Corporate dominance in EU advisory groups unabated, as MEPs gear up to tighten rules

The European Commission’s attempts to redress the strong influence of corporate interests in its legislative advisory groups have fallen flat, new stocktaking research by Corporate Europe Observatory (CEO) shows. Ahead of today’s Parliament vote on stricter measures, CEO publishes research into ten high-profile groups that highlights how industry still dominates these influential bodies by up to 80 per cent - despite new rules.

In May 2016, the Commission set out new rules to increase transparency, avoid conflicts of interests and ensure balanced representation of interests in its advisory ‘expert groups’. Six weeks after the implementation deadline, Corporate Europe Observatory’s new study provides a case study assessment of their effectiveness.

The ten active advisory groups selected for this preliminary piece of research include both older and newer groups, which were chosen for their particular political relevance. They include ‘expert groups’ advising the Commission on

emission regulation and the future of the car industry, climate change and how to meet the UN climate targets, as well as financial regulation and ways to tackle tax dodging.

Of these ten groups, five remain dominated by corporate interests. Corporations and industry associations also make up 70 per cent of all stakeholders represented across the sampled groups. Only 15 per cent of representatives are providing the Commission with advice on behalf of NGOs, and just two per cent do so for Trade Unions.

Additionally, the most imbalanced groups were found to be made up of 80 per cent corporate members.

Corporate Europe Observatory’s researcher on political capture, Pascoe Sabido, said:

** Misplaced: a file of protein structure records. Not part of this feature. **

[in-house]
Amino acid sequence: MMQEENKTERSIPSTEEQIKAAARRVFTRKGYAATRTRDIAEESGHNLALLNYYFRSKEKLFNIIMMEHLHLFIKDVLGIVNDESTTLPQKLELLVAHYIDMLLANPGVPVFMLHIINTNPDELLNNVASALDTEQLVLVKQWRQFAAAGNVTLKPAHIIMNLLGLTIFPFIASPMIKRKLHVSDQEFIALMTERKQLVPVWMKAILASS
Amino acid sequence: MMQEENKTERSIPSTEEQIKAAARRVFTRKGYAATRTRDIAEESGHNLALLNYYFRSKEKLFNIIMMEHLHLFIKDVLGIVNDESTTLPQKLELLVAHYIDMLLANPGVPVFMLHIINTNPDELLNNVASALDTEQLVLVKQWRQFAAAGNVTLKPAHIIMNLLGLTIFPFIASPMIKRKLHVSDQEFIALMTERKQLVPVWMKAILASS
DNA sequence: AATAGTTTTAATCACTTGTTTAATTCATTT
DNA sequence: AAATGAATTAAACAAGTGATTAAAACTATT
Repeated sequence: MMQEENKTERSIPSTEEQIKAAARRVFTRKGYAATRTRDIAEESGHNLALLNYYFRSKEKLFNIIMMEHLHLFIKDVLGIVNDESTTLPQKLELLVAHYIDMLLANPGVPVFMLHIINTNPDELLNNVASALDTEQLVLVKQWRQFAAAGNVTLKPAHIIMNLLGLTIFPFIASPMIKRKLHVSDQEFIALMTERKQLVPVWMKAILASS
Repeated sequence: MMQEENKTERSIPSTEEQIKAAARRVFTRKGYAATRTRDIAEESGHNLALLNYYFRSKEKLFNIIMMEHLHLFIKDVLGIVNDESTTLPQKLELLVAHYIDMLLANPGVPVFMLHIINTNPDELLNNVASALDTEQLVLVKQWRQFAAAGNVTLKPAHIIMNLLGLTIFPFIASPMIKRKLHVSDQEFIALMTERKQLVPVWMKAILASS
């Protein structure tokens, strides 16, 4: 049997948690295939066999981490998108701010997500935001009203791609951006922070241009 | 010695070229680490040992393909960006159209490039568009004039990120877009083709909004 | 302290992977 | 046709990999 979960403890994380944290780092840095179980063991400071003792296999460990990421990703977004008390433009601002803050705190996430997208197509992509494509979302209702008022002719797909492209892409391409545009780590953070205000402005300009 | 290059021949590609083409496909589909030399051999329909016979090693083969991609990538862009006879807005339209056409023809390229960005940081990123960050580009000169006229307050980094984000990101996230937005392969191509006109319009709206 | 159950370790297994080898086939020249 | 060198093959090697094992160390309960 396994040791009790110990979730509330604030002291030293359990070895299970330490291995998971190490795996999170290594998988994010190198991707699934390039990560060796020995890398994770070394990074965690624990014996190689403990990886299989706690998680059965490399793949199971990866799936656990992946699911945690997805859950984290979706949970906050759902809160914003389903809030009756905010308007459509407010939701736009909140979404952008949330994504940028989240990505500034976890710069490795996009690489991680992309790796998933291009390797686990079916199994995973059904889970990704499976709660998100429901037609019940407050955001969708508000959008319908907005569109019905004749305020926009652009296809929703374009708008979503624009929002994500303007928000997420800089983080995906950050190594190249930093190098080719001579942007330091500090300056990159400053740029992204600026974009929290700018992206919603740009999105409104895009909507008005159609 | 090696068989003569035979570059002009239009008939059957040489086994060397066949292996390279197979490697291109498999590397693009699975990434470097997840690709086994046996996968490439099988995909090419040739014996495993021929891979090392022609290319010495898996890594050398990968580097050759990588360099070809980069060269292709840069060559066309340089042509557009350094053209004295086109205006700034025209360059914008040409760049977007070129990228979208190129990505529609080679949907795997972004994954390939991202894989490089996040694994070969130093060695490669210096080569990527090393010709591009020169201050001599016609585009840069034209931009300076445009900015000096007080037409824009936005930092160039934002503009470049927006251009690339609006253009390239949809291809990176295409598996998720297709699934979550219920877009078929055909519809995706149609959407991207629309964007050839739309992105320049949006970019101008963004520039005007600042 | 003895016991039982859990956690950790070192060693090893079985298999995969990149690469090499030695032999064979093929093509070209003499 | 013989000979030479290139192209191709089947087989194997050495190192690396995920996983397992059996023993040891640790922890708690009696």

“The Commission’s expert groups are another gateway for corporate interests to influence EU legislation. At the end of last year, the new rules were meant to be implemented, but not much has changed since.

“There has been some progress on the transparency of these advisory groups, but corporations and their allies are still steering the agenda, and conflicts of interest continue.

“The car industry should not dominate groups on emissions regulation, tax dodging corporations and their accountants must not hog groups on tax dodging, and big banks should be kept at bay in groups on financial regulation.”


Pascoe Sabido,, +32 (0) 4 86 85 74 16

Notes to Editors:

  • Read the full study here.
  • The Commission’s May 2016 rules on ‘expert groups’ can be found here, with analysis available on CEO’s website.
  • CEO’s new study is the first in a research series on advisory groups in the European Commission. It will be launched on 14 February 2017, when the European Parliament is expected to vote for measures to improve the stakeholder balance in the groups, reduce conflicts of interest and ensure sufficient resources are committed to fully implementing last year’s rules.
  • A CEO reaction to the vote will be published on Twitter tomorrow.